Recently, I sat with one of my congregants, a beautiful, smart, and funny 12-year-old girl who told me about the social challenges she is having in school. Likely because she is so beautiful, smart, and funny, some of the other "popular" girls in her class do not like her.
The last instruction that Moses receives on Mount Sinai, before God gives him the inscribed tablets, before the incident of the Golden Calf, is the reminder about the importance of the sabbath.
This week's Torah portion contains one of the most dramatic events in the entire Torah, the incident of the Golden Calf. Moses has been on Mount Sinai for a very long time, too long for those Israelites who still carry Egypt in their hearts to wait.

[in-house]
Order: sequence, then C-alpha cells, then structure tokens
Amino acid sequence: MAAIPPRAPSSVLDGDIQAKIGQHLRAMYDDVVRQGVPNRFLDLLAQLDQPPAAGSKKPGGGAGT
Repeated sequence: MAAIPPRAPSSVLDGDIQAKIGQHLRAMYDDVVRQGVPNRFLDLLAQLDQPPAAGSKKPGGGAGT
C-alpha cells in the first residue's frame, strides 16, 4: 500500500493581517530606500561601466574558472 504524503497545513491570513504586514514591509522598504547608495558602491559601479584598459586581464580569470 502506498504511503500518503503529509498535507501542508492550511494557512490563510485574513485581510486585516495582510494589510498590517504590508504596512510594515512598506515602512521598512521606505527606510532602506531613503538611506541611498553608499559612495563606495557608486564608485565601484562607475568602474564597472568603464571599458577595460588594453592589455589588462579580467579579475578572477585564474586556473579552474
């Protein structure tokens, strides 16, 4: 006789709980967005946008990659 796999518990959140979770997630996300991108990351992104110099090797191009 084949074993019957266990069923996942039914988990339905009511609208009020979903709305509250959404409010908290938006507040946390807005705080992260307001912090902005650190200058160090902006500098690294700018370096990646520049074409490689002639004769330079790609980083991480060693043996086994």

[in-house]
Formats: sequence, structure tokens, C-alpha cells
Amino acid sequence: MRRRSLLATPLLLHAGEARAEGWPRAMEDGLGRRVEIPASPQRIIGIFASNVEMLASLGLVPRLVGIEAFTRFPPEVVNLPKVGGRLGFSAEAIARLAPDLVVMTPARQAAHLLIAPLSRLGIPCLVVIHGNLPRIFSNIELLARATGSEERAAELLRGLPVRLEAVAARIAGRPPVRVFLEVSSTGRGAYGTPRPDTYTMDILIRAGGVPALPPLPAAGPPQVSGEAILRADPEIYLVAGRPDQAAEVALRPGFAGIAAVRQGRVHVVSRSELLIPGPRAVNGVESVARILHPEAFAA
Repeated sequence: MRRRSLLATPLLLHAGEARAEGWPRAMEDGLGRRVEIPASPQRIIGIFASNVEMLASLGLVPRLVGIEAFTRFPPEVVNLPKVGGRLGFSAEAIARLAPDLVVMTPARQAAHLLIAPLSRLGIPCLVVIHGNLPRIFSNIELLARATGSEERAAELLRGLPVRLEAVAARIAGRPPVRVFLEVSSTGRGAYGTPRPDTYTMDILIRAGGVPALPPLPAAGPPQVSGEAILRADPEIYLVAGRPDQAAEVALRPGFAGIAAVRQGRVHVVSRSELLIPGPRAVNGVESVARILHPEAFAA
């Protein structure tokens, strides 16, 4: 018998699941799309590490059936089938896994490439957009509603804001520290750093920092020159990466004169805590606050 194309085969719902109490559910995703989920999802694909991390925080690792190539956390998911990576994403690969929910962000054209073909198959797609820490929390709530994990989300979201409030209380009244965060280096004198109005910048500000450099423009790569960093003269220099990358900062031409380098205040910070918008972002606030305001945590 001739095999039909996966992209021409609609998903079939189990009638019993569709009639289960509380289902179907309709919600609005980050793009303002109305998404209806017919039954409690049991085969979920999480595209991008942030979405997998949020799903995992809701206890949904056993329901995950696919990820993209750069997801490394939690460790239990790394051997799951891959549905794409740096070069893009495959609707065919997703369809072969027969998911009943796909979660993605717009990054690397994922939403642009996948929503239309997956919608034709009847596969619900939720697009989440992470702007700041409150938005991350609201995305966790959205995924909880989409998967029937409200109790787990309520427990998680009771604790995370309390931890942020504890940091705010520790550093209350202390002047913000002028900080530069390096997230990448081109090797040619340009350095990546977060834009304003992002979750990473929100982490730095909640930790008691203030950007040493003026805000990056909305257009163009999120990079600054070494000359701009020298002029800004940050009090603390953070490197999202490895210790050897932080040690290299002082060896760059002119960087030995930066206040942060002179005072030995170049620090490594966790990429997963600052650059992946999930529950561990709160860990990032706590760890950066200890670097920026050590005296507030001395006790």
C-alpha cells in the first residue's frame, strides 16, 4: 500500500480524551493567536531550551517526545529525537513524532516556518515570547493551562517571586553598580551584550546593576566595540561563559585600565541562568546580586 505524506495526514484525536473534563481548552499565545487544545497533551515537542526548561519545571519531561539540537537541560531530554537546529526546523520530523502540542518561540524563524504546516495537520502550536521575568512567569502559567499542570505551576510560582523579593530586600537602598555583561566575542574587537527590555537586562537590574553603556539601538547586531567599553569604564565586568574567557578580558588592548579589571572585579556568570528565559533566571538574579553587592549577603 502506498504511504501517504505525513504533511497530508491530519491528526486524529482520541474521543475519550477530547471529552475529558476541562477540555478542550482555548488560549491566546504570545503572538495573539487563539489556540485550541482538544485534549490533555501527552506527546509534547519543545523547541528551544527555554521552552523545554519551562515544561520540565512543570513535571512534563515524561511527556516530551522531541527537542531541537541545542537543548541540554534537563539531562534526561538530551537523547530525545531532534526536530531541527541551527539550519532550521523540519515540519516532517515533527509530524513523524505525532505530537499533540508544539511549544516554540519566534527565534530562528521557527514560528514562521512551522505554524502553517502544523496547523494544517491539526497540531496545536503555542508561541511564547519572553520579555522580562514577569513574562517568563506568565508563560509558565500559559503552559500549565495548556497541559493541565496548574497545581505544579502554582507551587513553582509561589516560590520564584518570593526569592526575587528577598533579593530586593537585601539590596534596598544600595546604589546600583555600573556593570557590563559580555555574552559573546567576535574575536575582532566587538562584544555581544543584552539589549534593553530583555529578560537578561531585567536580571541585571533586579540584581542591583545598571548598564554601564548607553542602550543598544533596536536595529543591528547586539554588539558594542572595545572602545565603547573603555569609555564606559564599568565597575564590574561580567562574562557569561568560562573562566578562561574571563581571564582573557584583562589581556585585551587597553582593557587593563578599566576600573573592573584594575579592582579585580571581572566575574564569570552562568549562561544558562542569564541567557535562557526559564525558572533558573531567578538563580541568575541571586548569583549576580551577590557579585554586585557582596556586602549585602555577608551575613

In Ki Tisa, Moses, begs God to let him understand the Divine. And yet, we see Moses as having more access to God than any other man. If Moses cannot comprehend God, how can we hope to understand God’s ways?
In Vayak’heil/P’kudei, the people bring so many contributions to build the Tabernacle that Moses turns some of the gifts away. Is it ever right to limit contributions that are gifts from the heart?